Loved Brain Age? Here comes a game to improve your Eye Age!
Flash Focus is intended for those who don’t mind dedicating a few minutes of their daily lives to improve themselves. The game is a follow-up to the universally successful Brain Age, which also takes a few minutes of your day to enhance brain activity. Flash Focus will try and enrich your visual abilities. It’s certainly not magical, but it might be beneficial for some. Whether it’s true or not, the game is fun and interesting; why wouldn’t we play it daily and see what happens? I don’t see how an eye workout could hurt…
When you first start playing, the game explains its intentions of helping you improve your eye abilities in a variety of categories that are often more developed in sports professionals. We are talking about Hand-Eye Coordination (HEC), Peripheral Vision, Dynamic Visual Acuity (DVA), Momentary Vision, and Eye Movement. HEC helps you react in situations by interpreting what you just saw. Peripheral Vision has to do with your ability to see what’s around you, while focused on something else. People with good DVA can easily keep track of moving objects. Momentary vision pertains to your memory as well, as it’s the ability to tell what you saw in just a minimum period of time. Eye Movement is the eye’s ability to rapidly shift focus between things. It sounds like a science lesson, but once you get into the actual activities of this game you’ll understand how these simple practices might help your eyes rejuvenate.
Flash Focus contains ten core training activities and seven sports-related ones. They’re not all available right from the beginning, but you’ll gain access to them as soon as you practice a few times. After just a series of activities, the game can determine how acute your vision is and calculate your approximate Eye Age. You’ll usually start with a higher Eye Age than your actual age. By practicing daily you will find improvements, which may or may not translate into your daily life. The game will recommend you practice different activities depending on your eye weaknesses. It even creates graphs that will help you understand the way you perceive things. You can also choose to do a custom training and just select the activities you want to practice that day. If you do an Eye Age Check about three times a week, you will see a quite accurate chart that reflects your improvements.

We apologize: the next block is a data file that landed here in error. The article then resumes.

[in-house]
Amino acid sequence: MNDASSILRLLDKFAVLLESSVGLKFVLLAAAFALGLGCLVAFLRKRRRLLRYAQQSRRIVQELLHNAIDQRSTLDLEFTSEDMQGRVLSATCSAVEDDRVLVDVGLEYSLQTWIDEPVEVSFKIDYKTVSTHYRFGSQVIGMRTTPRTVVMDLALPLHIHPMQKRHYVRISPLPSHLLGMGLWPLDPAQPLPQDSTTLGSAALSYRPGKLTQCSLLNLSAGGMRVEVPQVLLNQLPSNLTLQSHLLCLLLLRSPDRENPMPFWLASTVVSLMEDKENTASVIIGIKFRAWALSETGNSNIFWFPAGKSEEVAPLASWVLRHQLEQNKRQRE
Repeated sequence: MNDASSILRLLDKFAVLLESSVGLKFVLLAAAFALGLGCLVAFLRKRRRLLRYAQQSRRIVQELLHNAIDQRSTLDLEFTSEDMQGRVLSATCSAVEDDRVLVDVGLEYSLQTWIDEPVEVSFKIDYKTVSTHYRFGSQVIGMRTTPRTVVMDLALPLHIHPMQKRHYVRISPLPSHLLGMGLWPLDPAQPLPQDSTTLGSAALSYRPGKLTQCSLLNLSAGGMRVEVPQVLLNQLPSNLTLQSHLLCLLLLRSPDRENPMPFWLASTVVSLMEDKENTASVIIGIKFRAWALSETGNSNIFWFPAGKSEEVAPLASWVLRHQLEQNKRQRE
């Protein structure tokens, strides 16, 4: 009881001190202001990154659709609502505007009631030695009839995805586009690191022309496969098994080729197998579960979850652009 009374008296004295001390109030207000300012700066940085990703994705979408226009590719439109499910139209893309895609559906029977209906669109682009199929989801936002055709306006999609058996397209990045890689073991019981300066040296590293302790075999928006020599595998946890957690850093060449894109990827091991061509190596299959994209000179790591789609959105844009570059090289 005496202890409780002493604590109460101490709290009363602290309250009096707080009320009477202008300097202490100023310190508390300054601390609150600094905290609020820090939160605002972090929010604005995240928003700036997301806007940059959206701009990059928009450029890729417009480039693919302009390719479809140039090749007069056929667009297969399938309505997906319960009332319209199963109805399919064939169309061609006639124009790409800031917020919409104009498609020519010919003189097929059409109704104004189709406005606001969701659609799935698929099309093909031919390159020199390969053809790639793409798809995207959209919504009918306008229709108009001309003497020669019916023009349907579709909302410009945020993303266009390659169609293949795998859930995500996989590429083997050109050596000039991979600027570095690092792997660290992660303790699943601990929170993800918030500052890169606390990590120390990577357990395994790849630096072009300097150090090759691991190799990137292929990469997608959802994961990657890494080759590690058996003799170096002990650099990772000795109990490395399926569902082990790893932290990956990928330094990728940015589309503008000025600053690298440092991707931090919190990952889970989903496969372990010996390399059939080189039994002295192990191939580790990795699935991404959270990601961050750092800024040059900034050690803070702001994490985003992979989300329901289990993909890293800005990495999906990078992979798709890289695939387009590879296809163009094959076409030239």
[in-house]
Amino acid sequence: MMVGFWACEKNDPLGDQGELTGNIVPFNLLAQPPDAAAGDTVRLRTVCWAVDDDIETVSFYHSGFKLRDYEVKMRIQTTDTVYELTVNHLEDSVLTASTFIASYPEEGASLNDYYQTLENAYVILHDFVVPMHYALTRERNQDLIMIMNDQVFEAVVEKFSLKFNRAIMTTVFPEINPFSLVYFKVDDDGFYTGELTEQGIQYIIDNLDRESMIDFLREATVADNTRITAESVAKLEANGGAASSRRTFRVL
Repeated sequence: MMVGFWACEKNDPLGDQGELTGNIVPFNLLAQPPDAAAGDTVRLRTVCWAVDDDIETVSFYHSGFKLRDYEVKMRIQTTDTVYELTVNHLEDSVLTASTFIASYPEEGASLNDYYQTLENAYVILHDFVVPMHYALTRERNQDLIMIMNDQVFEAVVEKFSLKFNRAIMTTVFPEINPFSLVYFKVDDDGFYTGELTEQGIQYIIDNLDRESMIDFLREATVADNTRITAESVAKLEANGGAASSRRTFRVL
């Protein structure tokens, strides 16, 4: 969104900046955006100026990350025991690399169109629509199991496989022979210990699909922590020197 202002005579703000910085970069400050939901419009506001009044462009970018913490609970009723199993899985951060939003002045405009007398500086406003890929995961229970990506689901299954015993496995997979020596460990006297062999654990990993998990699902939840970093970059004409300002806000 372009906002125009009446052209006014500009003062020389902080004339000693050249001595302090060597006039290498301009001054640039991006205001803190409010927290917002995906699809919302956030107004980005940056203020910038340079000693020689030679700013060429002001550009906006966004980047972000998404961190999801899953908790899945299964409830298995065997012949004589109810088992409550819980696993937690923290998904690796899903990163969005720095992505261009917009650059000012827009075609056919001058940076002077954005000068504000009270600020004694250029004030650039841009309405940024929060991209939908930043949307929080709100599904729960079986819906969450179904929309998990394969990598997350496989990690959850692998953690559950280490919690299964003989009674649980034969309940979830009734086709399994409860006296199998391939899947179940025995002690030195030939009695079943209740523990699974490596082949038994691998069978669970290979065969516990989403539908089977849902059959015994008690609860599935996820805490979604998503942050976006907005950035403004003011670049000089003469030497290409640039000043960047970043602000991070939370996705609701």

The Core Training games are all typical practices you might have done in the past. There’s one where you follow three moving boxes and have to find the coin within one of them. Another one consists of identifying the numbers that quickly flash on the screen and disappear. Others will have you identify symbols or rapidly tap the blocks that show up and move around. The sports-based activities look bit more complex, but are equally uncomplicated, fun, and engaging. You’ll be trying to score homeruns in baseball by tapping the ball at the right time, sliding the racket with the stylus to play table tennis, punching your trainer and dodging his attacks in boxing, etc.
The game’s controls are quite simple and absolutely precise. There’s no reason to complain about this title, as everything is easy to achieve and ultimately relies on your eye skills and hand-eye-coordination. Each minigame is controlled by either tapping the screen with the stylus or dragging it across. If you’re used to playing DS games, you know there’s no mystery to that. In fact, it’s not much different from using pen and paper…